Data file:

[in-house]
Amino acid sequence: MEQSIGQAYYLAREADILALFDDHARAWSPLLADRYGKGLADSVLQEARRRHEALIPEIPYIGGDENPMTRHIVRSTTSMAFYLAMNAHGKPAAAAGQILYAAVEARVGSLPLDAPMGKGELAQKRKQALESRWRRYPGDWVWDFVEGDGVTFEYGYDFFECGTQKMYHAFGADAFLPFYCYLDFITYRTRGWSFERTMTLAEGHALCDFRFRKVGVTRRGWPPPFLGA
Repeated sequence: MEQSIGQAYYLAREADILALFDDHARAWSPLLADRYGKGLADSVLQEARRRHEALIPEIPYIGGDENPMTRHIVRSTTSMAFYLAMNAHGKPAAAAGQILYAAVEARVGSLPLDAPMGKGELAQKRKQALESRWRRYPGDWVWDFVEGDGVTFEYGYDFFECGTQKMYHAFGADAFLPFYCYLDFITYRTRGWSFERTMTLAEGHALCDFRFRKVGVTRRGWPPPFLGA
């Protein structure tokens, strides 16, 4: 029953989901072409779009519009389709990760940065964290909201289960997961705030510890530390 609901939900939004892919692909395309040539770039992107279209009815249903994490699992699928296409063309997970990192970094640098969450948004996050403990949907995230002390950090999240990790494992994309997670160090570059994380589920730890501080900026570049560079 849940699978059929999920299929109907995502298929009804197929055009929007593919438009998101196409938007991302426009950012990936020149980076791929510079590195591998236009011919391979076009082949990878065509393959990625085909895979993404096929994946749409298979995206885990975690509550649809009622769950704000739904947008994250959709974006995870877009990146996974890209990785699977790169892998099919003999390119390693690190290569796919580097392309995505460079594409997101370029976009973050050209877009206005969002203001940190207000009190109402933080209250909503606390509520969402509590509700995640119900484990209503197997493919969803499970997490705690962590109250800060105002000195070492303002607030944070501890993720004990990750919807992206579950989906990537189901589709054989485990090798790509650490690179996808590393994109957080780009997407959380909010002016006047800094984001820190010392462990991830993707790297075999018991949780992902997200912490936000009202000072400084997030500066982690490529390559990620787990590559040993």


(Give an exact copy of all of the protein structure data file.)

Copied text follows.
[in-house]
Amino acid sequence: MEQSIGQAYYLAREADILALFDDHARAWSPLLADRYGKGLADSVLQEARRRHEALIPEIPYIGGDENPMTRHIVRSTTSMAFYLAMNAHGKPAAAAGQILYAAVEARVGSLPLDAPMGKGELAQKRKQALESRWRRYPGDWVWDFVEGDGVTFEYGYDFFECGTQKMYHAFGADAFLPFYCYLDFITYRTRGWSFERTMTLAEGHALCDFRFRKVGVTRRGWPPPFLGA
Repeated sequence: MEQSIGQAYYLAREADILALFDDHARAWSPLLADRYGKGLADSVLQEARRRHEALIPEIPYIGGDENPMTRHIVRSTTSMAFYLAMNAHGKPAAAAGQILYAAVEARVGSLPLDAPMGKGELAQKRKQALESRWRRYPGDWVWDFVEGDGVTFEYGYDFFECGTQKMYHAFGADAFLPFYCYLDFITYRTRGWSFERTMTLAEGHALCDFRFRKVGVTRRGWPPPFLGA
């Protein structure tokens, strides 16, 4: 029953989901072409779009519009389709990760940065964290909201289960997961705030510890530390 609901939900939004892919692909395309040539770039992107279209009815249903994490699992699928296409063309997970990192970094640098969450948004996050403990949907995230002390950090999240990790494992994309997670160090570059994380589920730890501080900026570049560079 849940699978059929999920299929109907995502298929009804197929055009929007593919438009998101196409938007991302426009950012990936020149980076791929510079590195591998236009011919391979076009082949990878065509393959990625085909895979993404096929994946749409298979995206885990975690509550649809009622769950704000739904947008994250959709974006995870877009990146996974890209990785699977790169892998099919003999390119390693690190290569796919580097392309995505460079594409997101370029976009973050050209877009206005969002203001940190207000009190109402933080209250909503606390509520969402509590509700995640119900484990209503197997493919969803499970997490705690962590109250800060105002000195070492303002607030944070501890993720004990990750919807992206579950989906990537189901589709054989485990090798790509650490690179996808590393994109957080780009997407959380909010002016006047800094984001820190010392462990991830993707790297075999018991949780992902997200912490936000009202000072400084997030500066982690490529390559990620787990590559040993």